Talk:Quentin Tarantino/Archive 3
|This is an archive of past discussions. Do not edit the contents of this page. If you wish to start a new discussion or revive an old one, please do so on the current talk page.|
- 1 paparize
- 2 camera man aka papairazzi
- 3 Filmography.
- 4 Samuel L Jackson
- 5 Django Unchained article
- 6 Quentin Tarantino's Pic
- 7 Paragraph praises Tarantino
- 8 Size of Django paragraph?
- 9 Frequent Collaborators
- 10 "Influences and style of film making" section reads as original research
- 11 TV Work
- 12 Tarantino universs
- 13 Influences
- 14 Personal life
- 15 Sin City
- 16 Hostel: Part III
- 17 Racial Epithets
- 18 Deletion of recurring collaborators table
- 19 WP:ORN
camera man aka papairazzi
is notable for acceptness qt came out of a starbucks coffe and the papirazzi had a camera on qt gets angry and slaps the camera then he kicks it theres more but can't think right now. ty. Junipertrees (talk) 23:19, 14 April 2011 (UTC)
I think it would make more sense to put the ENTIRE filmography on a different page, or place it all on this page. It seems silly to list half of his filmography when there is a page dedicated to it. DanielDPeterson (talk) 16:17, 17 April 2011 (UTC)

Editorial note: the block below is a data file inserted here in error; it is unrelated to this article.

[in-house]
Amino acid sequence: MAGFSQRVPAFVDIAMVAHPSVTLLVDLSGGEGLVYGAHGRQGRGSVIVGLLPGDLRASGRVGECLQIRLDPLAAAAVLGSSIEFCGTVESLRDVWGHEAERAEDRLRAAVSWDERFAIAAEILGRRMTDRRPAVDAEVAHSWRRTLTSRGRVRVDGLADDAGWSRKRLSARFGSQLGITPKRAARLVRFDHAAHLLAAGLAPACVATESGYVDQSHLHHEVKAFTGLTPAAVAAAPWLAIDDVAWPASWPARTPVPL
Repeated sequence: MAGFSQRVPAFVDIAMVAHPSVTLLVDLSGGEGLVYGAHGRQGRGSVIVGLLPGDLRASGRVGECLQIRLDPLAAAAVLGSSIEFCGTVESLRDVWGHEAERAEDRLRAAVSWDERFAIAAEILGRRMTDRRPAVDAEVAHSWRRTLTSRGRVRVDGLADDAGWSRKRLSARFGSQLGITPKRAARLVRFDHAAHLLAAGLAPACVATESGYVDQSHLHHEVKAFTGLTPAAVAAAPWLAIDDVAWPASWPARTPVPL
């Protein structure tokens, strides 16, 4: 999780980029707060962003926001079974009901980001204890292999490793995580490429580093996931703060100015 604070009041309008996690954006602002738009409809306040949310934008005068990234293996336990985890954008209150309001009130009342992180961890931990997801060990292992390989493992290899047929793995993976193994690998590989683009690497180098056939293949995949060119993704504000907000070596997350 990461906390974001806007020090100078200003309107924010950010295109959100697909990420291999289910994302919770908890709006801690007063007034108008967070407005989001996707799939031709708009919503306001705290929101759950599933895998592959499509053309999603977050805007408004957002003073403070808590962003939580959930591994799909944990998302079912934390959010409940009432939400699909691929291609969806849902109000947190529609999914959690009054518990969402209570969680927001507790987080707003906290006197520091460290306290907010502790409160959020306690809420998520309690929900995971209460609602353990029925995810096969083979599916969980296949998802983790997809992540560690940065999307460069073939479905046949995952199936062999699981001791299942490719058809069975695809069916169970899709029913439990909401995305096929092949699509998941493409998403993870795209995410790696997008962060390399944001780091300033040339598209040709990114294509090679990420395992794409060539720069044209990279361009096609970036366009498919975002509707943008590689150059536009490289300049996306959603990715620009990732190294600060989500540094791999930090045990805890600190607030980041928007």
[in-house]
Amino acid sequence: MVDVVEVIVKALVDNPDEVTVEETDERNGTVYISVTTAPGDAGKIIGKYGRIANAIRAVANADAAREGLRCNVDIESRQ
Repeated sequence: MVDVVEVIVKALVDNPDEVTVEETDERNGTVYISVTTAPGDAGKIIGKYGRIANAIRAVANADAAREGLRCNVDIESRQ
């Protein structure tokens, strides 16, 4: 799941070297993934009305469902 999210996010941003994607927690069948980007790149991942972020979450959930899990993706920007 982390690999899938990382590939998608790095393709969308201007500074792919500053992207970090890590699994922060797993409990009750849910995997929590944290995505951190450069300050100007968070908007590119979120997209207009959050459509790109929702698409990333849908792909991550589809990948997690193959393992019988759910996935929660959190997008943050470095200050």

- I think readers would expect some easy listing of the 8 films here, but I guess I'm confused when you say "half". The article Quentin Tarantino filmography just has more detail into the films, like which award nominations or wins they received. Would you want to move other credits there, like for acting or producing?--Nkgal (talk) 20:15, 18 April 2011 (UTC)
Samuel L Jackson
Django Unchained article
Quentin Tarantino's Pic
I believe jay leno's pic shown instead of Quentin Tarantino's in the top right side of the page
Paragraph praises Tarantino
There appears to be bias in the first paragraph of the influences and style of film making paragraph. It uses language that praises Tarantino and is worded non-scholarly. — Preceding unsigned comment added by 184.108.40.206 (talk) 00:43, 17 January 2012 (UTC)
Size of Django paragraph?
I certainly want to have Django Unchained be a part of the Tarantino article, but there is more about it here than there is over on the Django Unchained article. Anyone have any thoughts on moving some of this?